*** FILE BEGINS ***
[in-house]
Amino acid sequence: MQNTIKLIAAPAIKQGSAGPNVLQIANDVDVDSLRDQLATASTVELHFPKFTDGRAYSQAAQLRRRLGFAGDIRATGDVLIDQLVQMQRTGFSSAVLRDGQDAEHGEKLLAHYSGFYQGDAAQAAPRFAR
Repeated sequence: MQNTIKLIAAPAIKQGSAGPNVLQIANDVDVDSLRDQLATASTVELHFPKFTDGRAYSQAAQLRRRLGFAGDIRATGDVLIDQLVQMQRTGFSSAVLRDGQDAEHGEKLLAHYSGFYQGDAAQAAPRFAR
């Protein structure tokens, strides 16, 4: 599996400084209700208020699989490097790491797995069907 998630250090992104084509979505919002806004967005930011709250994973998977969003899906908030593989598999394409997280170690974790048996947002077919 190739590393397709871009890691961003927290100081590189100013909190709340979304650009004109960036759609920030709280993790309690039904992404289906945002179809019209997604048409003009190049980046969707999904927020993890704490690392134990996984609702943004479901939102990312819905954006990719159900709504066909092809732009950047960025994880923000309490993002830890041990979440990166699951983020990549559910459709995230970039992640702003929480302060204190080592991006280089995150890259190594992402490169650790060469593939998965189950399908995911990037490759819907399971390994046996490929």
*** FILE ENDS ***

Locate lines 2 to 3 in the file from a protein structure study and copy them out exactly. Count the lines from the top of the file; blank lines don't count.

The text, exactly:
Amino acid sequence: MQNTIKLIAAPAIKQGSAGPNVLQIANDVDVDSLRDQLATASTVELHFPKFTDGRAYSQAAQLRRRLGFAGDIRATGDVLIDQLVQMQRTGFSSAVLRDGQDAEHGEKLLAHYSGFYQGDAAQAAPRFAR
Repeated sequence: MQNTIKLIAAPAIKQGSAGPNVLQIANDVDVDSLRDQLATASTVELHFPKFTDGRAYSQAAQLRRRLGFAGDIRATGDVLIDQLVQMQRTGFSSAVLRDGQDAEHGEKLLAHYSGFYQGDAAQAAPRFAR